Netanya beach
Photo by Chen Ashad
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There is no public interest in a suit against holding private parties on a Netanya-area beach, and therefore, the Israel Union for Environmental Defense (Adam Teva V'Din ) has no right to join the suit, the Petah Tikva Magistrate's Court ruled this week.

The IUED said it intends to appeal the decision, as the public has a clear interest in keeping the beaches open to everyone.

The suit, filed three weeks ago by the Tzukei Yam town council, challenged a decision by the Emek Hefer Regional Council and Avraham Davush, who operates the Neurim beach north of Netanya on Emek Hefer's behalf, to allow private events, including weddings, on the beach. Tzukei Yam said this not only prevents the public from using the beach, but also causes noise pollution from which the town's residents suffer.

The IUED was heavily involved in the public battle against these private parties, and therefore sought to join the suit as an amicus curiae. Given that there have been several court rulings in recent years against private use of beaches, all of which stressed the importance of preserving the beaches as a public resource, the IUED was confident that the court would grant this request, and was stunned by the court's rejection.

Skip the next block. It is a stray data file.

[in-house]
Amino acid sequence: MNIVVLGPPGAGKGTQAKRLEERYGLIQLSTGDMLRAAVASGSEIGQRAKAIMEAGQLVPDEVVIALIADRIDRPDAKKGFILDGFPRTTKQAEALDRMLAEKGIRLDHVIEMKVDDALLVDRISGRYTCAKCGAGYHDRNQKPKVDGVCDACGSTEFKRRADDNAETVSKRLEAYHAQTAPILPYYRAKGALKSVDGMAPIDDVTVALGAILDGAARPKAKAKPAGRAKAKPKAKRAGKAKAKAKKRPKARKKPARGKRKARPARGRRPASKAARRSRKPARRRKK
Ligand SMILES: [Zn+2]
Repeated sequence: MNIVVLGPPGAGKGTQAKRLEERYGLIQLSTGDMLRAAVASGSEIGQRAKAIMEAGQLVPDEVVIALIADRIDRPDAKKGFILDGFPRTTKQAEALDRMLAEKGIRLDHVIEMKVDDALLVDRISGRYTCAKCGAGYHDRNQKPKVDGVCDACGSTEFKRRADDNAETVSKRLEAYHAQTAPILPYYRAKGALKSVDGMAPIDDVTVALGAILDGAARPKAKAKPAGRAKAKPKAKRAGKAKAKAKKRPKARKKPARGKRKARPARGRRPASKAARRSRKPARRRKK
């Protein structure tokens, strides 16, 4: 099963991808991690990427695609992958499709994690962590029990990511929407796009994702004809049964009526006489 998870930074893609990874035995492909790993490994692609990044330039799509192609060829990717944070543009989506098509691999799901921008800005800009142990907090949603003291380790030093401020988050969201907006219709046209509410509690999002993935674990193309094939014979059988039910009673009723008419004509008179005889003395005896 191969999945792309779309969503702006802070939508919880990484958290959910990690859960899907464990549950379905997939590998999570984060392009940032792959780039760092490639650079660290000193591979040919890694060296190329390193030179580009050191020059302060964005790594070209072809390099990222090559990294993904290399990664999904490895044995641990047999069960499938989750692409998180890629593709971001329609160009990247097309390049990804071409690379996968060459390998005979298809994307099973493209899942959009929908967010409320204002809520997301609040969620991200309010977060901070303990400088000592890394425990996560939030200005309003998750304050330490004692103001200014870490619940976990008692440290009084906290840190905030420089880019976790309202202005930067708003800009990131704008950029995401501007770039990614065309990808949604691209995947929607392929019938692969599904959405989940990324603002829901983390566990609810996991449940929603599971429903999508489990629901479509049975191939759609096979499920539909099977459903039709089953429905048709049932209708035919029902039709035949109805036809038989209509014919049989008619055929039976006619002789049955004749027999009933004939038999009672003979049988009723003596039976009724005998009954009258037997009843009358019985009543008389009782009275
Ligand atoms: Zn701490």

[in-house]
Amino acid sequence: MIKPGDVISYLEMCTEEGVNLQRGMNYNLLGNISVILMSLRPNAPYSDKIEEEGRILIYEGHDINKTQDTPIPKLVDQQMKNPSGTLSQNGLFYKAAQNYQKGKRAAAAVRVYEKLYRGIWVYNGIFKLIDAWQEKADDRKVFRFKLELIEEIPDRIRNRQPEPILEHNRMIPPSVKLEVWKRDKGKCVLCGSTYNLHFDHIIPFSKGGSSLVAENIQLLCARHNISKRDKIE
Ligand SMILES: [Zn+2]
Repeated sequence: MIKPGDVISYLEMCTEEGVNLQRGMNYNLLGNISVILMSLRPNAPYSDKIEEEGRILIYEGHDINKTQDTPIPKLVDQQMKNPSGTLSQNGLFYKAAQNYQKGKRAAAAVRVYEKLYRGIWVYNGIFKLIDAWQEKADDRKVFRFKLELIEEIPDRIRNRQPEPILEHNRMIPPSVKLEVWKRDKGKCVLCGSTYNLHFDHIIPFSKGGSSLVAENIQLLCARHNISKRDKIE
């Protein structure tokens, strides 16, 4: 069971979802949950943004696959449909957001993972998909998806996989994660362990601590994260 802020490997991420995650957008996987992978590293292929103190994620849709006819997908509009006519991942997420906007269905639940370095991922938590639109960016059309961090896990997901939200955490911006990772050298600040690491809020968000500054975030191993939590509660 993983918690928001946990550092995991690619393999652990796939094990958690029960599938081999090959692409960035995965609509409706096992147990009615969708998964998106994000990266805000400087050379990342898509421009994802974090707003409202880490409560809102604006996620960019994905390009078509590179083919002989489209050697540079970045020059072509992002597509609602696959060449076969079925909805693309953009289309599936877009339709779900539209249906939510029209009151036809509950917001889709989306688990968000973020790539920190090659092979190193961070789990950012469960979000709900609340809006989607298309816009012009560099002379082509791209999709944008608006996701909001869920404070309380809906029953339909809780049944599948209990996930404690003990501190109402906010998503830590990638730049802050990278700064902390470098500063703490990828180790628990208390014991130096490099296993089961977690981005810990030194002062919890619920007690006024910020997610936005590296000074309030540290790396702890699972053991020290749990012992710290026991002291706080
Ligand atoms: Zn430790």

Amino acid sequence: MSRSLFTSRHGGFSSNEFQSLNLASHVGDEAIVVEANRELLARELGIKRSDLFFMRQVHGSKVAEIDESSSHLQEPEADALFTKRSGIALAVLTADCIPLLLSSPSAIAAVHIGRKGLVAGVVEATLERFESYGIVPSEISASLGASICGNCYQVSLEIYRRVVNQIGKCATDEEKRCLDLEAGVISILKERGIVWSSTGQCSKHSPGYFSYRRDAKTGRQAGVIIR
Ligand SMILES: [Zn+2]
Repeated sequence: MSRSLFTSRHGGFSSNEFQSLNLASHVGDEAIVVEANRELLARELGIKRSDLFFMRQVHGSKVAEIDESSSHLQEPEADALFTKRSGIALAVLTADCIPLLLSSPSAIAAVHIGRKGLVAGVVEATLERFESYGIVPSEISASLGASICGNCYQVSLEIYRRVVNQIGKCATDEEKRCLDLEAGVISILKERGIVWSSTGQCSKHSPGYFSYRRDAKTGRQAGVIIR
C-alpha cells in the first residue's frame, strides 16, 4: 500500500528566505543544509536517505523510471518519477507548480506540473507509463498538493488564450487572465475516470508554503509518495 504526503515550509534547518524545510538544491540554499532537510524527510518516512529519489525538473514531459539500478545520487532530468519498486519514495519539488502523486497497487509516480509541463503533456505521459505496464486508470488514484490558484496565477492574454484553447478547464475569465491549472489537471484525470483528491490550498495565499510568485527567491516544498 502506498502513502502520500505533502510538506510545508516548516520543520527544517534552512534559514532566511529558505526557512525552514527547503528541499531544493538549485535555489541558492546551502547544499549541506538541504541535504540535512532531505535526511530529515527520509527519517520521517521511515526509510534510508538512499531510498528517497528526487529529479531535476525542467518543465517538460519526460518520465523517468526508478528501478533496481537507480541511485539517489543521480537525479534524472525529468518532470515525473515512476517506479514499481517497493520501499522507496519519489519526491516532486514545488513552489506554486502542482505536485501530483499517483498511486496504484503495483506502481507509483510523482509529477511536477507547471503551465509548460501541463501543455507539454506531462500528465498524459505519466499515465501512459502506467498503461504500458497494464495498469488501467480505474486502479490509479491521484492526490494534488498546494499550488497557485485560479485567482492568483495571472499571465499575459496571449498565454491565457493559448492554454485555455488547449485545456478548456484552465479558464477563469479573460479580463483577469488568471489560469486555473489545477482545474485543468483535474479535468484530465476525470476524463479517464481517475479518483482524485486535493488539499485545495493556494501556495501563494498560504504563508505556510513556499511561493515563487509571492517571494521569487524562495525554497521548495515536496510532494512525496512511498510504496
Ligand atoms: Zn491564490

In its request to join the suit, the IUED argued that even though the beach is not fenced off, and members of the public are not prevented from entering the beach while private parties are being held, the very existence of such events deters the public from using the beach. "Holding events slated for a defined group of people, who are offered special services such as catering, music, places to sit and more, necessarily prevents, or at least undermines, the general public's ability to go swimming or relax there," it wrote.

But Judge Oshrit Rothkopf rejected its request, saying the suit "is a local dispute between the parties to the case and entails no public interest, nor is it likely to have any large-scale public ramifications."

The IUED's executive director, attorney Amit Bracha, said the court had made a legal error. "The law states that the beaches belong to the public and are meant for its benefit," he said. "No beach belongs only to the local residents, and therefore we intended to appeal this decision and insist on our right to represent the entire public's interests."